MARITIME SECURITY

DARPA to Use Shrimp, Plankton to Detect Undersea Threats

6/3/2019
By Mandy Mayfield

Image: Northrop Grumman

The Defense Advanced Research Projects Agency’s biological technology office will begin prototyping sensing capabilities using undersea organisms such as plankton and shrimp to detect threats.

DARPA launched its biological technology office in 2014 to begin research in hopes of aiding the Defense Department in the fight against unique forms of bioterrorism, and deploy biological countermeasures to thwart peer adversaries, according to the agency.

Northrop Grumman was awarded a contract in April to develop biological sensing hardware to observe patterns in the marine environment and help classify targets.

“The purpose of this program is to explore the use of organisms in the undersea environment that are inherent, that have their own organic sensing capabilities,” said Vern Boyle, vice president of advanced mission systems at Northrop Grumman.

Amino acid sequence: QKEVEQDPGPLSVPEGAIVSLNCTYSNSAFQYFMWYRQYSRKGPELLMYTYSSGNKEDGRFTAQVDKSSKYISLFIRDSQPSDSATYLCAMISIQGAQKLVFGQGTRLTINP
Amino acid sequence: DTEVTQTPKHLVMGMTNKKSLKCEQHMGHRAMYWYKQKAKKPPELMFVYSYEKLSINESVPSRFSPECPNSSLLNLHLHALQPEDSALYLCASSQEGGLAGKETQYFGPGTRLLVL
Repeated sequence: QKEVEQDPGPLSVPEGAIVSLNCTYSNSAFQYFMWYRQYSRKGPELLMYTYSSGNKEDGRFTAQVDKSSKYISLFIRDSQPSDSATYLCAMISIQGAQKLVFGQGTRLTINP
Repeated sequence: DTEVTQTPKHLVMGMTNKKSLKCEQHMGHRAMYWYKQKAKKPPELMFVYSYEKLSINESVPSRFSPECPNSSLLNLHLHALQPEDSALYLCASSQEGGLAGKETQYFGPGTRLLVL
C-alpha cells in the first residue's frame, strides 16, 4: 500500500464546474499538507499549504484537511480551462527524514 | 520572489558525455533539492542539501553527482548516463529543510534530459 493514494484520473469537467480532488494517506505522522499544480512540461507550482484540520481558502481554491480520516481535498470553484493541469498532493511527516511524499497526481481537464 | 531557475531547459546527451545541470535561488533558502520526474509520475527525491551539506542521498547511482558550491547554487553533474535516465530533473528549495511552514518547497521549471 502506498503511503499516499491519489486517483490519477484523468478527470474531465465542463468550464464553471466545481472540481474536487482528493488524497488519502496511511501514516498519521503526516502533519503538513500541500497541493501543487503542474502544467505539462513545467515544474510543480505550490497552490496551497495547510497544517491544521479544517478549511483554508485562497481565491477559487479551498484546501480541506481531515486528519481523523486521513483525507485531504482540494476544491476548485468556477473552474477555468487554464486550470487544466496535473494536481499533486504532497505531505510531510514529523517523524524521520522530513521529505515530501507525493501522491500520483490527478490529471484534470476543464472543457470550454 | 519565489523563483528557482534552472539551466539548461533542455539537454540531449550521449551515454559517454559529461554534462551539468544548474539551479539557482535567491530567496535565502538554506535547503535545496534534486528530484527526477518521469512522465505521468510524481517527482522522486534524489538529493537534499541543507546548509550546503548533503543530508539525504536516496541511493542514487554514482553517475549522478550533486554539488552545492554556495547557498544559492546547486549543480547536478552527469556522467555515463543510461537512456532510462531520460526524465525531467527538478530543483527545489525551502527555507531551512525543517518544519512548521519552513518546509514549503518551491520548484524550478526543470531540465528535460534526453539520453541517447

The persistent aquatic living sensors program, or PALS, will use snapping shrimp and bioluminescent plankton to detect manmade objects underwater.

The company will employ these organisms to “understand if we can use the inherent sensing capabilities of life and the undersea world to better detect disturbances and objects,” Boyle said.

A major portion of the program will be studying the organisms’ reactions to environmental objects that are benign. For instance, they might respond in different ways to passing whales and underwater vehicles, he said.

“The belief is that these biological organisms are more effective in detecting things than manmade sensors,” Boyle said.

Although the company has been involved in undersea systems technology for around 50 years, the concept for this project is relatively new, he noted.

Northrop Grumman may expand its studies to other organisms, but shrimp and plankton will be its initial focus.

“For the purpose of validating the concept and understanding the feasibility of a system like this, … [using plankton and shrimp] is a sufficient starting point,” Boyle said.

The company will also use artificial intelligence and machine learning to perform feature extraction and analysis of data collected.

Topics: Undersea Warfare, Maritime Security

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